As I’m sure you’re all aware (the event is taking Facebook by storm), the Great American Eclipse is happening on Monday, August 21, across the world. But because it will cross the United States from sea to sea, it’s being called the Great American Eclipse.
Between now and August 21, Clark Planetarium is offering educational assistance and programs to help the public learn more about the sun, solar eclipses and how to safely view these astronomical events. They are hosting Solar Week from August 7 to August 12, featuring science demonstrations and public lectures in the lobby surrounding the Planetarium’s Science on a Sphere exhibit. The week will end with a special Training Day, on August 12 from 9 am to 1 pm, to help the public fit and use solar filters on their telescopes, cameras and other devices.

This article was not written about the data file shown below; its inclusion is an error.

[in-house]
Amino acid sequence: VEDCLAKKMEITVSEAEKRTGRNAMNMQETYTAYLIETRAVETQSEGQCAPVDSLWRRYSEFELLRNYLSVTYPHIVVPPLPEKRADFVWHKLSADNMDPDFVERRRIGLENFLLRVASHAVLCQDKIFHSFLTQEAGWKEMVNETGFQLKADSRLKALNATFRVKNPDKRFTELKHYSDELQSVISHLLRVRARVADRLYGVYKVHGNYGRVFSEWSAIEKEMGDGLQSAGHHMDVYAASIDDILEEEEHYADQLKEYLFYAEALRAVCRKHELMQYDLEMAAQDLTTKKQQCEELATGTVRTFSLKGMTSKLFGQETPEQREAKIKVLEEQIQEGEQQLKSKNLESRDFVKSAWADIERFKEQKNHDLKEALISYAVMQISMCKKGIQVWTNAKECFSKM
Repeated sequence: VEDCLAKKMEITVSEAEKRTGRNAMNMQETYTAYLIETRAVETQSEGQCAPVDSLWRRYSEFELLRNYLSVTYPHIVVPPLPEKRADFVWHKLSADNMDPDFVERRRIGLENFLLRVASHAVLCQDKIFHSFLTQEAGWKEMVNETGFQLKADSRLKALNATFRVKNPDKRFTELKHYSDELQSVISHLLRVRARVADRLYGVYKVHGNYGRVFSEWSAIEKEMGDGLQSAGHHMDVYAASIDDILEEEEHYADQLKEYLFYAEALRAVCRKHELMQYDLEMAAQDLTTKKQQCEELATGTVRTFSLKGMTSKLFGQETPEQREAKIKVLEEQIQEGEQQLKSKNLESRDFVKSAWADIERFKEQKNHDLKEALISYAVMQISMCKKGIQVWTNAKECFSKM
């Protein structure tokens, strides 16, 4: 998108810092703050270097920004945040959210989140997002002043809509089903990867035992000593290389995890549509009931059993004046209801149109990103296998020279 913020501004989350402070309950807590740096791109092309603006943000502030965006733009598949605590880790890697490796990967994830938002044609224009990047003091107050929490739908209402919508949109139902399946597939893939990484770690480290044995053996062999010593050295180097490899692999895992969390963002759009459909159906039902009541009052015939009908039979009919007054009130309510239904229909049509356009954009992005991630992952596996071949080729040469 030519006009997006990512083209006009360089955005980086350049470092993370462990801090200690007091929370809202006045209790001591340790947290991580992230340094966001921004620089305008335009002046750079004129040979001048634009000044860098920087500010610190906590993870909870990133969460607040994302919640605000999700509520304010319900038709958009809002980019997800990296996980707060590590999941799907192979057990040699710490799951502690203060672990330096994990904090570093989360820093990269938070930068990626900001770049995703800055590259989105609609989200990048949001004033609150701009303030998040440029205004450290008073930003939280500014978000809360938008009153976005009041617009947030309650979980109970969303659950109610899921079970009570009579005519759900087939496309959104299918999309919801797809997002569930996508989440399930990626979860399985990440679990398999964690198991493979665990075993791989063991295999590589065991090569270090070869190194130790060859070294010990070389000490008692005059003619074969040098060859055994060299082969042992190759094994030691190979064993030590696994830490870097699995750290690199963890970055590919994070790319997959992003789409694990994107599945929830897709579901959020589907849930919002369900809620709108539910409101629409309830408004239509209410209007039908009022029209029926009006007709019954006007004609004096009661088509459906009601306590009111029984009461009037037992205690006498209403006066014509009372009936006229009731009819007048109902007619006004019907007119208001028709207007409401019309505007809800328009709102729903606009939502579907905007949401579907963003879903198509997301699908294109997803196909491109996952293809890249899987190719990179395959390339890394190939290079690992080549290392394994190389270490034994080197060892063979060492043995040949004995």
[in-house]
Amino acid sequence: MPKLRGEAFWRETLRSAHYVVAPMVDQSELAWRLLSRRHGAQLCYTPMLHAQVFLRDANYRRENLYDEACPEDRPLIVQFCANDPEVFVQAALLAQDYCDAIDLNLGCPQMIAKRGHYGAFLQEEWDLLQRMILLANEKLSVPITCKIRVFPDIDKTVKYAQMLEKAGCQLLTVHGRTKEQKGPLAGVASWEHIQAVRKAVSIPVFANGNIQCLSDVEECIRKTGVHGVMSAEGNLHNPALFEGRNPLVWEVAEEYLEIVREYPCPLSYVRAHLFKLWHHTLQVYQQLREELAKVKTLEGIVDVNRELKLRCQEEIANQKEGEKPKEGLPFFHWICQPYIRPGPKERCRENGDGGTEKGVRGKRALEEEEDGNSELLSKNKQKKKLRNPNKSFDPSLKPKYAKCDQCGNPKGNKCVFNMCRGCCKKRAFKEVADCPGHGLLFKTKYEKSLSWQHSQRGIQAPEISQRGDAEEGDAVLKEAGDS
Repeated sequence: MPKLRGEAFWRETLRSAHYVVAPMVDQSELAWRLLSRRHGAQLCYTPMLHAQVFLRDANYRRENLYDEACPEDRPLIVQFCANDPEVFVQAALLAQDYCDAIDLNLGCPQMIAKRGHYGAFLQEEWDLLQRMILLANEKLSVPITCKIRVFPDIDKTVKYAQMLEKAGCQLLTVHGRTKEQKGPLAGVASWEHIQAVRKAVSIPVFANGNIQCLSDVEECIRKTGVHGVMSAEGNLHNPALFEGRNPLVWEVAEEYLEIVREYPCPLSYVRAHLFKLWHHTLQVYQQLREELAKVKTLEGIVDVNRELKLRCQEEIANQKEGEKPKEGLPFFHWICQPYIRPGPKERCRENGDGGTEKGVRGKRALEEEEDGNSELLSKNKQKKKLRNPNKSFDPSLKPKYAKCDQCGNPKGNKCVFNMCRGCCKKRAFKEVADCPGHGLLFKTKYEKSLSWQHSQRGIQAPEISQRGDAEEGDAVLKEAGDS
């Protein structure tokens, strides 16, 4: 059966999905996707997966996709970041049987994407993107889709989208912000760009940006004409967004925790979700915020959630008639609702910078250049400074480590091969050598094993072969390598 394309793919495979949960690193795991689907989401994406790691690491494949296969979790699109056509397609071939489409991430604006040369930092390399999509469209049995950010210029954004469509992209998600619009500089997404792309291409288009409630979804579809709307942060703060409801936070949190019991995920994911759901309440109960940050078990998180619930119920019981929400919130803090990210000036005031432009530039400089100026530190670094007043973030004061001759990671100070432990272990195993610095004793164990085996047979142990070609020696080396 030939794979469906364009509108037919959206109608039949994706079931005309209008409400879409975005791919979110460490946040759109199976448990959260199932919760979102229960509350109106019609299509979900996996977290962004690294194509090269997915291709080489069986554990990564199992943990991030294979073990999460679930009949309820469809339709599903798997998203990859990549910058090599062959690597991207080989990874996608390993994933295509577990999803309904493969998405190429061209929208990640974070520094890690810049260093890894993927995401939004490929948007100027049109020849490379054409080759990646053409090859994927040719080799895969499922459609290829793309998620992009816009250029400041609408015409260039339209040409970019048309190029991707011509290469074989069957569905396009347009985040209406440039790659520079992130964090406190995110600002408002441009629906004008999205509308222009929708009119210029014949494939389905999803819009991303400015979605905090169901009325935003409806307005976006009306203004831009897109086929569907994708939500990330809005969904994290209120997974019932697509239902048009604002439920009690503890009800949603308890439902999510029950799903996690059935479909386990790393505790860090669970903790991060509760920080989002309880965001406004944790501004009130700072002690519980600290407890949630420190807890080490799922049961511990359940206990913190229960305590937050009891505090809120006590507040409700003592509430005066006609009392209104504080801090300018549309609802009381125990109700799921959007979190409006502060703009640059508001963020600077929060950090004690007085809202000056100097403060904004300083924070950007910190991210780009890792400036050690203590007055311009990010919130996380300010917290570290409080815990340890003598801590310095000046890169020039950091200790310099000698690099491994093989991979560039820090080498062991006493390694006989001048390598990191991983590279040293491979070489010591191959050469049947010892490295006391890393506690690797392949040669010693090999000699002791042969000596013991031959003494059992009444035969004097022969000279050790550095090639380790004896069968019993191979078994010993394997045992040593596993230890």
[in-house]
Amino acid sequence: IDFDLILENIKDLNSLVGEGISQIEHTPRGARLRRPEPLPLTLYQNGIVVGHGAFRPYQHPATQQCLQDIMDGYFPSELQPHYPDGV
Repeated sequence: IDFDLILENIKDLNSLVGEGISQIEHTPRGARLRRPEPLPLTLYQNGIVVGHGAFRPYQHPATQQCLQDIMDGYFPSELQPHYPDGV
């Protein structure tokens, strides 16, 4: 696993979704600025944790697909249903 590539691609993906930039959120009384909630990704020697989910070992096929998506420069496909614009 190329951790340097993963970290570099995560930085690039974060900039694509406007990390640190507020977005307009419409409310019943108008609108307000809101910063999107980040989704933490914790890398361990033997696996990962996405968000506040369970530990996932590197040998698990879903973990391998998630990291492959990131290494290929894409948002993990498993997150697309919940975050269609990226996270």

Because most of us don’t have the time, resources or patience to drive to Idaho for the complete eclipse (folks with really big heads call it “totality”), check in next week for a list of places in Utah that you can view a 91 percent eclipse (which isn’t too shabby).
And make sure you pick up the proper eyewear for the event so your eyes don’t fall out, fry or otherwise stop working. Most viewing parties will be offering eclipse glasses, along with the Clark Planetarium throughout this week. You can also go to any of the John A. Moran Eye Centers for free eclipse glasses.